ASCRS 2024: IOLs, binocularity and stereoacuity in aperture optics


William F. Wiley, MD, shares key takeaways from his presentation on binocularity and stereoacuity

At ASCRS 2024, William F. Wiley, MD, shared key takeaways from his presentation on binocularity and aperture optics with Ophthalmology Times. Here's what he had to say about his research.

Video Transcript

Editor's note - This transcript has been edited for clarity.

William F. Wiley, MD: Hi, Dr. William Wiley here at ASCRS in Boston. I'm the medical director of Cleveland Eye Clinic, and here I'm giving a presentation on binocularity and aperture optics.

As we know, when looking at monovision, we treat a lot of patients with traditional monovision—one eye set for distance and one eye set for a little bit better up-close vision. Typically, to get a good near effect you might have to target -150 to get that monovision near effect. However, what we notice [is], yes, you do get near vision, but you often lose stereoacuity when you target too near.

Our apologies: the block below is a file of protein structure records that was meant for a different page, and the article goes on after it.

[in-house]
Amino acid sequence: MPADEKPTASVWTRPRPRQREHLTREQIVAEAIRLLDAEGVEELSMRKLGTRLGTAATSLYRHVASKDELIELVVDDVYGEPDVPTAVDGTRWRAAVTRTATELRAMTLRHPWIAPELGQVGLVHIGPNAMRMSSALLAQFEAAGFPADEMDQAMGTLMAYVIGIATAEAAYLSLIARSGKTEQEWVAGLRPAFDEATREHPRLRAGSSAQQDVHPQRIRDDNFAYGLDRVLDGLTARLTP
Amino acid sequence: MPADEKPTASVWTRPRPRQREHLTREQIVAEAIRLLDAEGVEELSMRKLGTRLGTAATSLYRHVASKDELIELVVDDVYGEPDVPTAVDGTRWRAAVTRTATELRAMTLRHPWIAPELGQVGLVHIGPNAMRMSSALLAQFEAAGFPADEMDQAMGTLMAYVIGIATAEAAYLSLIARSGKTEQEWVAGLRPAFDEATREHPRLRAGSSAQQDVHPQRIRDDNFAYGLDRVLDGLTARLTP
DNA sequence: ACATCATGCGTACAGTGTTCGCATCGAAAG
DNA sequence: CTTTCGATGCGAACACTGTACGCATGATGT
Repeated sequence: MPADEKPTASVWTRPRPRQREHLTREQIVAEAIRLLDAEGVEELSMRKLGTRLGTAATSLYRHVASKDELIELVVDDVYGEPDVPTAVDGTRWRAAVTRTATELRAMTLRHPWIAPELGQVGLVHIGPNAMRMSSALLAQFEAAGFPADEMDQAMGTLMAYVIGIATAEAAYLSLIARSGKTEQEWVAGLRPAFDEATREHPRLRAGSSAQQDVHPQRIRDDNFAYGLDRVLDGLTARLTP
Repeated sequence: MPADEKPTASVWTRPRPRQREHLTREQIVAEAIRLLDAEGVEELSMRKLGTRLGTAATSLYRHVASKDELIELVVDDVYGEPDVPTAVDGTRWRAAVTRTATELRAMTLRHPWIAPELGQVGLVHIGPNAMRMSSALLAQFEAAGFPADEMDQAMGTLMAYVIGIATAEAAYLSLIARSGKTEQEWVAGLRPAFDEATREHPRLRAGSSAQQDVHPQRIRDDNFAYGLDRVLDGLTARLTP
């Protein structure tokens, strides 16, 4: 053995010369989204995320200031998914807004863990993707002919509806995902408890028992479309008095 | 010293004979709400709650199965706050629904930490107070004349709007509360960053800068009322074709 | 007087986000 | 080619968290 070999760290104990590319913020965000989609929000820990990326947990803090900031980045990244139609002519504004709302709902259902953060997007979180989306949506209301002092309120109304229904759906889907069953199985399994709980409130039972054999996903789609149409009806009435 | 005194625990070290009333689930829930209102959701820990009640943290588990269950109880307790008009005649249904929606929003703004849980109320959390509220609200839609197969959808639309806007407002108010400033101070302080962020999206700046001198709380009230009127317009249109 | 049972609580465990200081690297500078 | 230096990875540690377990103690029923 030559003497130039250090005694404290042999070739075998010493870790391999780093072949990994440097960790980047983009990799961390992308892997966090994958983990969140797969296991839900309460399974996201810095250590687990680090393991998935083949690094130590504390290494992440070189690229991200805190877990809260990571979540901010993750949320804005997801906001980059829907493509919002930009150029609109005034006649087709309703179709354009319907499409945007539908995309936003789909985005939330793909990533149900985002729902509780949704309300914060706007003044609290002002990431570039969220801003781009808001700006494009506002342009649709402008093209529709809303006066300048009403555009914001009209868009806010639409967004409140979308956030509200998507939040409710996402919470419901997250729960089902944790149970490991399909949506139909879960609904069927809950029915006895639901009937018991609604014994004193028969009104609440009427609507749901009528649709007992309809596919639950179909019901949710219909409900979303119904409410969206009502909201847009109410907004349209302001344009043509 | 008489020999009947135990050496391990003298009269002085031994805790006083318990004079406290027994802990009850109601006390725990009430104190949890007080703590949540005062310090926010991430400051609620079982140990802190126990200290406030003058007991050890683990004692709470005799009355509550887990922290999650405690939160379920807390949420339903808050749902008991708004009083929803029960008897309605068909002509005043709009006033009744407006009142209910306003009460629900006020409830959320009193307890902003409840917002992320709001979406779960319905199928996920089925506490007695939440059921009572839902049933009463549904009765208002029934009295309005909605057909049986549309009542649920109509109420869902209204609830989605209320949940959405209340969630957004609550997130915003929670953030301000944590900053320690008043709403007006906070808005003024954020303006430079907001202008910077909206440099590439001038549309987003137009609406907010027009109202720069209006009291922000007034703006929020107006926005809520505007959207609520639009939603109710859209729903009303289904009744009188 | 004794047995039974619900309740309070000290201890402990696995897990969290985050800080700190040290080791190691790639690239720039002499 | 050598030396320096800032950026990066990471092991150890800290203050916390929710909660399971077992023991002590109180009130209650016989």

What we found, though, is with aperture optics, that aperture allows you to target less near, so you can target about -75 with an aperture optic. It's going to deliver the near vision, intermediate, and maintain some of the distance vision. So, you're going to have maintenance of distance vision, but picking up intermediate and near vision. And, also, you don't lose that stereoacuity effect like you see with traditional monovision.

So, with the aperture monovision, more or less, you're getting distance, intermediate and near without sacrificing stereoacuity.

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